Jeff Smith makes for a substitute Warren Buffett

NEW YORK, Jan 30 (Reuters Breakingviews) – Warren Buffett has his aw-shucks act down pat. And the Sage of Omaha has monetized that image to great effect, sweeping into situations to support companies in a tight spot with his cash and his implicit seal of approval while getting a plum deal that no other shareholder could land. With markets sagging and deals drawing opposition, such imprimaturs have a value – and at Ritchie Bros Auctioneers (RBA.TO), it’s the turn of Starboard Value’s Jeffrey Smith to play rescuer.

Of course, Buffett’s investments aren’t as gentle as his image. His firm’s $10 billion punt on Occidental Petroleum (OXY.N) in 2019 helped shore up boss Vicki Hollub’s risky pursuit of rival Anadarko Petroleum. It didn’t come cheap – and the deal ended up being structured to avoid a vote by pesky shareholders. Still, it was enough to win the deal and keep Hollub in place amid a bruising fight with activist Carl Icahn.

Today’s market may be full of similar opportunities. Big acquirers can see smaller rivals laid low by the stock-market downturn, spying opportunities for acquisitions. But they need to overcome one big obstacle: shareholders. The sellers’ shareholders are wary of cashing out on the cheap; buyers may not want to see depressed stock used as a currency, or more debt when financing markets are expensive.

Heavy equipment auctioneer Ritchie Bros ran into both problems in its $7 billion bid to buy salvage-car portal IAA (IAA.N). Announced in November, it quickly drew opposition from IAA shareholder Ancora and Ritchie investor Luxor Capital.

Last week, Ritchie found a solution: Starboard. It restructured its offer to include more cash and less stock, supported by a $500 million investment from Smith’s firm, mostly in the form of preferred stock carrying a rich dividend. Starboard will get a seat on Ritchie’s board if the deal goes through.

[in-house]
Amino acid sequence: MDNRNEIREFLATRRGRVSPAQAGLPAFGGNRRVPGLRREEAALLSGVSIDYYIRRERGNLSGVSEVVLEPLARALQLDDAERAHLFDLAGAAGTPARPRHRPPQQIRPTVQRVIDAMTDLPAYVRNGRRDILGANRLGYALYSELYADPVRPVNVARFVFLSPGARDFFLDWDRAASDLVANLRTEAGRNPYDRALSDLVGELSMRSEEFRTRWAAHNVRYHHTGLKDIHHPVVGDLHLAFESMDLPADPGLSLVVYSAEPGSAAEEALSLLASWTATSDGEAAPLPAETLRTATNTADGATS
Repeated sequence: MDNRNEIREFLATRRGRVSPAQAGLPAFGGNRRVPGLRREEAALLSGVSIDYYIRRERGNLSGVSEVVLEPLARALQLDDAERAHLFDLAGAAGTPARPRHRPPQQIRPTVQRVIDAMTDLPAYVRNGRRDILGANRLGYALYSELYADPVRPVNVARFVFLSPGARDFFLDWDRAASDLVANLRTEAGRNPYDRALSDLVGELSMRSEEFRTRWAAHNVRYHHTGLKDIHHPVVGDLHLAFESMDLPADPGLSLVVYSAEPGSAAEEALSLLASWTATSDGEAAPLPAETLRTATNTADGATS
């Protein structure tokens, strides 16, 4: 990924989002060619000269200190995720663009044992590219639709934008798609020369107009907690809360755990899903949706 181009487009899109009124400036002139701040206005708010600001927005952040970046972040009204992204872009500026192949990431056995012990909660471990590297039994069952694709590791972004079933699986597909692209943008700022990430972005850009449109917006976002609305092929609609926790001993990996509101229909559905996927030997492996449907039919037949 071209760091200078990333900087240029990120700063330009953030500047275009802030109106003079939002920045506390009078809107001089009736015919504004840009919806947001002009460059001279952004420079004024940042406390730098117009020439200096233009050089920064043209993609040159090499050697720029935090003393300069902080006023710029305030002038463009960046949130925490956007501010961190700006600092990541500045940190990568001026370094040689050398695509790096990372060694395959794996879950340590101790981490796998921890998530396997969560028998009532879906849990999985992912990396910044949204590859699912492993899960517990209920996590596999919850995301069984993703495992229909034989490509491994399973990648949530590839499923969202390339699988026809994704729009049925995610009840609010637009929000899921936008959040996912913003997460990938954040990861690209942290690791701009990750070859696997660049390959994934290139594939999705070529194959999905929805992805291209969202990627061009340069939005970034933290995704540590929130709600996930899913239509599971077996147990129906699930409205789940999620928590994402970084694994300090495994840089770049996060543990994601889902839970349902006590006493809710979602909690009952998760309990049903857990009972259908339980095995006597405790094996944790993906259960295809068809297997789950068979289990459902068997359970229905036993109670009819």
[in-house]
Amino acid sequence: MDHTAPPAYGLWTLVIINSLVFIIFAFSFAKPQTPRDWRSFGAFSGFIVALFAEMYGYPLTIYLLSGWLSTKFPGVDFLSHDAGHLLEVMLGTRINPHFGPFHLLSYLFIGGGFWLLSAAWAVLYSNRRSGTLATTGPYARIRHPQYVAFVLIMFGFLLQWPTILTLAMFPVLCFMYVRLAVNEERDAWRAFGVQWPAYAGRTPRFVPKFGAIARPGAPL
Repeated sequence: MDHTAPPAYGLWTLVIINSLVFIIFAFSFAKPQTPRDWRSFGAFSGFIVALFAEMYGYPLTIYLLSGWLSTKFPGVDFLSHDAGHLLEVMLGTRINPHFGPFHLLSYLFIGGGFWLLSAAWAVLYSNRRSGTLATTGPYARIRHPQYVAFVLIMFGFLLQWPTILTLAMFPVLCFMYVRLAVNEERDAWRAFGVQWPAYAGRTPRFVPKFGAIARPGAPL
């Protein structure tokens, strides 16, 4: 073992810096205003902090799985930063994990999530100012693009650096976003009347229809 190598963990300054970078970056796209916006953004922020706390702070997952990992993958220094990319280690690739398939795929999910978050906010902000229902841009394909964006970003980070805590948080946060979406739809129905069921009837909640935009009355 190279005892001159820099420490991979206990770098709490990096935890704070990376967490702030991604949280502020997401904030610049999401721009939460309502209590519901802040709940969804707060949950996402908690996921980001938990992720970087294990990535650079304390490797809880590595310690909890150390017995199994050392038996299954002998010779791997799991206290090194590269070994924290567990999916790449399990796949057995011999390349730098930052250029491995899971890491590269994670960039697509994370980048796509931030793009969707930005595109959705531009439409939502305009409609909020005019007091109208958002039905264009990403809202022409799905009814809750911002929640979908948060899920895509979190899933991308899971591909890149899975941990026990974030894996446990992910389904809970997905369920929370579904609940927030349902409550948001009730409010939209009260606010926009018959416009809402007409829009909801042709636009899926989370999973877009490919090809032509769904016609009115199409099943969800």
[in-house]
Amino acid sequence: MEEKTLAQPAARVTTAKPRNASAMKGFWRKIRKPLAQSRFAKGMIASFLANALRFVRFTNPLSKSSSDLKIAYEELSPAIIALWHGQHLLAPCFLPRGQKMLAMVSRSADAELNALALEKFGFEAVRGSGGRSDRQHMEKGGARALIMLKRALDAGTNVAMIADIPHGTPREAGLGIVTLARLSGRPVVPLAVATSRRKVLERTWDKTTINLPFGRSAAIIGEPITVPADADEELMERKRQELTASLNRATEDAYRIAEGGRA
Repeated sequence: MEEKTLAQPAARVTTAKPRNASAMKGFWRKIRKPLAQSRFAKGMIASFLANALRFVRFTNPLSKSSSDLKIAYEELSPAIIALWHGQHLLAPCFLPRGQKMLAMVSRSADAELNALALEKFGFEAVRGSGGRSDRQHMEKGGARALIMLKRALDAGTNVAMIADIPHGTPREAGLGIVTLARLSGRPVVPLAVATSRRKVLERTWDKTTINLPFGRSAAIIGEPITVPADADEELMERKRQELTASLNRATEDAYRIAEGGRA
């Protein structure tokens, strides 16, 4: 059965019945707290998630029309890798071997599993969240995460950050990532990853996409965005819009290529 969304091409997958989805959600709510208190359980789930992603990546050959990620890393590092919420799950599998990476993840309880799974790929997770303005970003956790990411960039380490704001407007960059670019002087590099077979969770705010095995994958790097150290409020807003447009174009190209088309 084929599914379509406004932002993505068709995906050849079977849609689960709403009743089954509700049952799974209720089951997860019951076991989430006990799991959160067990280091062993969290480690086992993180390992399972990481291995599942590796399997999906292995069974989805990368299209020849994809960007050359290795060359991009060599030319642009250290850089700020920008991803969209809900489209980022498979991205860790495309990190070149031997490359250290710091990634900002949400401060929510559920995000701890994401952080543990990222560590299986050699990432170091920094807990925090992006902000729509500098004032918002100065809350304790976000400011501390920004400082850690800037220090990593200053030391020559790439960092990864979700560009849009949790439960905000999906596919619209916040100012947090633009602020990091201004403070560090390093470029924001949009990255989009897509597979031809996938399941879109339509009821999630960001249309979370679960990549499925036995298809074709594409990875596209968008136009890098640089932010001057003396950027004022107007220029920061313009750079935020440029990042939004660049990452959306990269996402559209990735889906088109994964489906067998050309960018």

Unlike Occidental, Ritchie’s deal will face a shareholder vote, and Janus Henderson, a shareholder in Ritchie, on Monday announced it would vote against the deal, citing in part the terms of the preferred investment. Other shareholders are ready to come out in favor, though, like 4.8% holder Independent Franchise Partners, with the company touting further support. It probably helps that Ritchie has offered goodies to other shareholders, like a special dividend. Crucially, Starboard’s interest also results in less dilution, while allowing the company to avoid taking on incremental debt to fund its cash bump.

Success here would be no small victory. Shareholder opposition is expected in market turmoil. Still, there may be other chances to repeat this trick in the future, so long as markets remain under stress and reasonable deals are on offer.

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Investor Janus Henderson said in a Jan. 30 filing that it opposes heavy equipment auction company Ritchie Bros Auctioneers’ acquisition of salvage-vehicle seller IAA.

Ritchie Bros initially agreed to acquire IAA on Nov. 7 in a $7.3 billion cash-and-stock deal. After opposition from shareholders including IAA investor Ancora and Ritchie Bros investor Luxor Capital, the companies announced a restructured deal on Jan. 23. As part of the deal, Starboard Value agreed to invest $500 million in Ritchie Bros, with fund boss Jeffrey Smith taking a seat on Ritchie’s board if the IAA deal succeeds.

Editing by Lauren Silva Laughlin and Sharon Lam

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